I would like to talk about the stages of grief which will include discussions on anger, acceptance and eventually how to bring some joy into your life. When dealing with cancer or any major grief reaction most go through the five stages of grief as posited by Elisabeth Kübler-Ross (On Death and Dying) which includes: Denial, Anger, Bargaining, Depression and Acceptance. For many Denial is the easiest. We simply try to convince ourselves that the loss or situation is not true or real. The doctor made a mistake or the tests were in error. The prognosis can improve. I’m too young (or healthy, good, needed, moral, generous, etc.) for this to be happening to. We find as many possibilities as we can to allow ourselves to not face the reality of the situation. Denial is our way of protecting ourselves from the pain and anxiety of facing the truth. Even after we acknowledge and realize that the loss is real (the cancer is in fact there) we episodically slip back in to the fantasy that it is not as bad as it is, we can live longer than predicted, etc. There will be a remarkable miracle cure that will save me (i.e. the hero in the movie being rescued seconds before being shot or blown up.) Denial is a core ego defense mechanism that we all possess, all use, and is totally necessary at times. Denial is not wrong or bad. It can however be unhealthy and dealing with cancer in the healthiest manner possible is what I am trying to encourage.

The second stage is Anger. Anger again is a natural, healthy and necessary emotion and we all live with anger at times in our lives. Getting angry is useful since it allows us to admit to ourselves how hurt, scared, disappointed, and confused we are. Acknowledging and expressing our feelings is healthy and valuable, and avoiding or ignoring our feelings is counterproductive and harmful. The problems with anger are twofold. The first is how we express our anger: verbal and physical aggression is clearly unwarranted, unproductive and potentially illegal. The second is by holding onto grudges and resentments. Anger has value and purpose, whereas holding onto anger is an incredible waste of time and energy. People often say that they do not want to let go of their anger, resentment and grudges because they do not want to let the other person (the injurer) off so easily. They convince themselves that as long as they hold onto their anger and resentments then they are somehow “punishing” the person(s) (or with cancer patients the disease itself), who has hurt them. They do not want to let go of the hurt and anger because they see this as both a way of punishing the injurer and a way of protecting themselves from future hurt. The former is folly while the latter has some value, but is not as productive as other efforts.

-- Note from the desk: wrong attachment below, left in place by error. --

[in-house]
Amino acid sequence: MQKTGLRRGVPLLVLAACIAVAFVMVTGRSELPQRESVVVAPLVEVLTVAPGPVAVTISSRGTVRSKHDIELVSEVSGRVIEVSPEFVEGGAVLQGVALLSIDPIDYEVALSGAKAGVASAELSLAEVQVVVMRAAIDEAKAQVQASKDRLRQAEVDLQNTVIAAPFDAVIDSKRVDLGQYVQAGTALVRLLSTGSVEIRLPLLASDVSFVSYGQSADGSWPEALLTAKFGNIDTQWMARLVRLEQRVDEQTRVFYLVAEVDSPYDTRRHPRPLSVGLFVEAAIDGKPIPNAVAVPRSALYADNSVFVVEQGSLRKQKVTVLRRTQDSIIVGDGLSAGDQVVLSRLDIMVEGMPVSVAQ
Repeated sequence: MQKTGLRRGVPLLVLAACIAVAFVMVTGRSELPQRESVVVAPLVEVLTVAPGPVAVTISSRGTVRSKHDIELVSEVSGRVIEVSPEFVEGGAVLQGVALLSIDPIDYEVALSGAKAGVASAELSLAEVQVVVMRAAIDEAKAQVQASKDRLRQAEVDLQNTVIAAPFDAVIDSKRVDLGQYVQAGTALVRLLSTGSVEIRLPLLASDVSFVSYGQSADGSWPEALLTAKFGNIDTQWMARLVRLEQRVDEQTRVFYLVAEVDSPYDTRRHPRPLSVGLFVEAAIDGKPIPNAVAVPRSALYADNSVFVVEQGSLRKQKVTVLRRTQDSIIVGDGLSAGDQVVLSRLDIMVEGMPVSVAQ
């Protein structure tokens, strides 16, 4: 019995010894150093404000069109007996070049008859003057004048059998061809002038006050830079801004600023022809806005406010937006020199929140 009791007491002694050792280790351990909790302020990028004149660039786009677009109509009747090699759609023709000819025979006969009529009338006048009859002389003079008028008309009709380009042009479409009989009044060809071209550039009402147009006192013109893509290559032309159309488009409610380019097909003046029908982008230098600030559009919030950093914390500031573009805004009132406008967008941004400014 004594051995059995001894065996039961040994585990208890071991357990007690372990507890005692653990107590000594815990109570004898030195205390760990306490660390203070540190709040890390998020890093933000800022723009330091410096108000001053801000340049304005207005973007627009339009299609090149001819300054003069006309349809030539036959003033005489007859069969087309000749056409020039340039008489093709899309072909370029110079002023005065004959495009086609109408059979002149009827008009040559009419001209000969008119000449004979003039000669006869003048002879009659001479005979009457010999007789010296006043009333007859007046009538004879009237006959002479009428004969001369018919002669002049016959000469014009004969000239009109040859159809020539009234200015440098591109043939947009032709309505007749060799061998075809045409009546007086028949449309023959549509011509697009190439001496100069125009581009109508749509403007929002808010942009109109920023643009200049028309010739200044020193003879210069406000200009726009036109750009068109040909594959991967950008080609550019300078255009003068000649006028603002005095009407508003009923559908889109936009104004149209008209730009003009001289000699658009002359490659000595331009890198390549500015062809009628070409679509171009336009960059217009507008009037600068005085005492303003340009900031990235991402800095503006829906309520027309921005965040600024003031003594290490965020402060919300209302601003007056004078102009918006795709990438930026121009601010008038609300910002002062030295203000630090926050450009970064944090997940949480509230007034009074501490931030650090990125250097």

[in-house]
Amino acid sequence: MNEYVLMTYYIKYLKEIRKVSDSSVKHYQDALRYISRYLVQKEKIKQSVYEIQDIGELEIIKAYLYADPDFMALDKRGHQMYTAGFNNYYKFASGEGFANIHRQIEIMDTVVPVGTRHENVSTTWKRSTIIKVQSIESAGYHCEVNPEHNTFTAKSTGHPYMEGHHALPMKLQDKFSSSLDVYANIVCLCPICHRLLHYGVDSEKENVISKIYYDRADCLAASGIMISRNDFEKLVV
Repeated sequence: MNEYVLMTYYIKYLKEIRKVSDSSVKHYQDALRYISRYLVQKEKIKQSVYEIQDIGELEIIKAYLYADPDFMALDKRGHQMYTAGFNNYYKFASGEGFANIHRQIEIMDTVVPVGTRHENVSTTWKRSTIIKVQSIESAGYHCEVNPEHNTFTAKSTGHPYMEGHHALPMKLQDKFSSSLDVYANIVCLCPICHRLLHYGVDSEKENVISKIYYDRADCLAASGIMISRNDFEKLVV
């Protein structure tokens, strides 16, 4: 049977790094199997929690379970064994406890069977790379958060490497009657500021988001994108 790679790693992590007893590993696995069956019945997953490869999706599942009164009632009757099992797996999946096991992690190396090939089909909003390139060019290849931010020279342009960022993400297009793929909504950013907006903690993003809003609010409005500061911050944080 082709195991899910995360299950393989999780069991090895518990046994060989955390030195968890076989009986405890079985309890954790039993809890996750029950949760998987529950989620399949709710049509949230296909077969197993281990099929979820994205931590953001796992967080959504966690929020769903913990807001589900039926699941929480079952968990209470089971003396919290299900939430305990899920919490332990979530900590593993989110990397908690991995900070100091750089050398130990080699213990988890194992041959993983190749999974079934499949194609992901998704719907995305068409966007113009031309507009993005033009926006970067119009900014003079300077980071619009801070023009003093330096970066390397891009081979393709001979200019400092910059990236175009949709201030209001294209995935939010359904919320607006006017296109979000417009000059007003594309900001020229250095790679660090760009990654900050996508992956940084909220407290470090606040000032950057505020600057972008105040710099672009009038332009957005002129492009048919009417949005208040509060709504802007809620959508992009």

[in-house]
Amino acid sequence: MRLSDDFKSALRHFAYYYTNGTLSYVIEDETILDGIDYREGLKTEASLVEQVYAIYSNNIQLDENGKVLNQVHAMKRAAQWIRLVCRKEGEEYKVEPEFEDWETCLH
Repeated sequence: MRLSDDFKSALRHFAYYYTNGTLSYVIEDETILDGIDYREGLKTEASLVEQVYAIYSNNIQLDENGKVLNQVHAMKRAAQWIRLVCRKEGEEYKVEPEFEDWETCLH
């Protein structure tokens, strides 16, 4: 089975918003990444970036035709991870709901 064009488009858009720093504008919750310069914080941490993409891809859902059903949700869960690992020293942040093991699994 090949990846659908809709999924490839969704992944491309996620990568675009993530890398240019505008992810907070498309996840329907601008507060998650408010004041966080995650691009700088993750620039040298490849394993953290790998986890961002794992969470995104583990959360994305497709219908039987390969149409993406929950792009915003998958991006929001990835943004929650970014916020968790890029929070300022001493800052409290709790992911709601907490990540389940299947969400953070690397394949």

The idea that holding onto my anger over some transgression another has done to me or that I can rail against some cellular mutation, presupposes that they (or the disease) are aware they have slighted me, that they remember they did this, that they care what they did was wrong or hurtful, and lastly, that they feel guilt over their actions. In most cases (and clearly with cancer or any other disease) one, two, three, or all four of these presumptions are erroneous. An example of a resentment is: “The driver who cuts me off on the highway and makes me swerve to avoid an accident”, and who I am raging and railing against all the way home from work, all through dinner, all evening long and halfway through the night, is likely the same driver who went home, enjoyed dinner with his family and kids, watched TV, made love to his wife, and slept sound. I can be angry and resentful, but is that really punishing him or me? I can be angry that I am suffering from this life ending and painful disease, but how does being angry at a disease improve my life or protect me. If anything the more energy I spend being angry the more likely I am to weaken my immune system, more likely to impact my appetite and sleep patterns, and the more likely I am to impact my gastro-intestinal system. All of which hurts me, not the cancer.

When it comes to dealing with anger interpersonally I can stay angry at several human outlets if I choose. I can be angry that the government for not having spent enough money on cancer research rather than spending the money on other projects. I can be angry at my insurance company for not providing better benefits which would have possibly led to earlier detection. I could be angry at the numerous medical professionals who failed to diagnose my condition accurately rather than trying to avoid having to treat somebody who would provide less financial return to them. I could be angry at the doctors for NOT CURING ME and letting me die. If I choose to I can spend every minute of every day being angry, but I realize every minute I spend being angry is one minute I have less to love. I realize I cannot change the past and the situations that have occurred (rightly or wrongly) are history. I will die, and I would rather live out my days loving, caring, and sharing than being angry, spiteful and resentful.

This does not mean to say that I would never get angry or resentful to another who had done a terrible wrong to me or my loved ones. But most of us do not hold anger and grudges over the death of our child, we hold grudges over being cut in front of in line at the Post Office. While leading a group therapy session with adults one of the members shared how angry he was. Harry was a depressed, 38 year old man who had been coming to group therapy for several weeks. As my practice I asked the members how their weekend had been and how they were feeling today. Harry proceeded to berate his brother for taking and wrecking his “bike”, and he continued with his angry report for over ten minutes. His description of this violation of his trust and destruction of his property was made in a highly animated, intense and pressured voice, sweat producing gestures, and clenched fisted tirade until one of the other members asked in a puzzled manner when did this motorcycle stealing event occur: He answered in a clear and sincere manner, “When I was 12!” The jaws of nearly everybody in the group dropped. They realized that his “bike” was in fact a Schwinn bicycle, and what we thought had happened over the weekend had occurred a quarter of a century before. All of us thought this residual rage was unnecessary, unwarranted, and outright ludicrous, but for Harry he remembered it as if it had happened that morning. He was incensed over the actions of his then 10 year old brother, and even though decades had past, it was not “over” for him. This exemplifies how many of us cling to our resentments and grudges even when most would have “moved on.”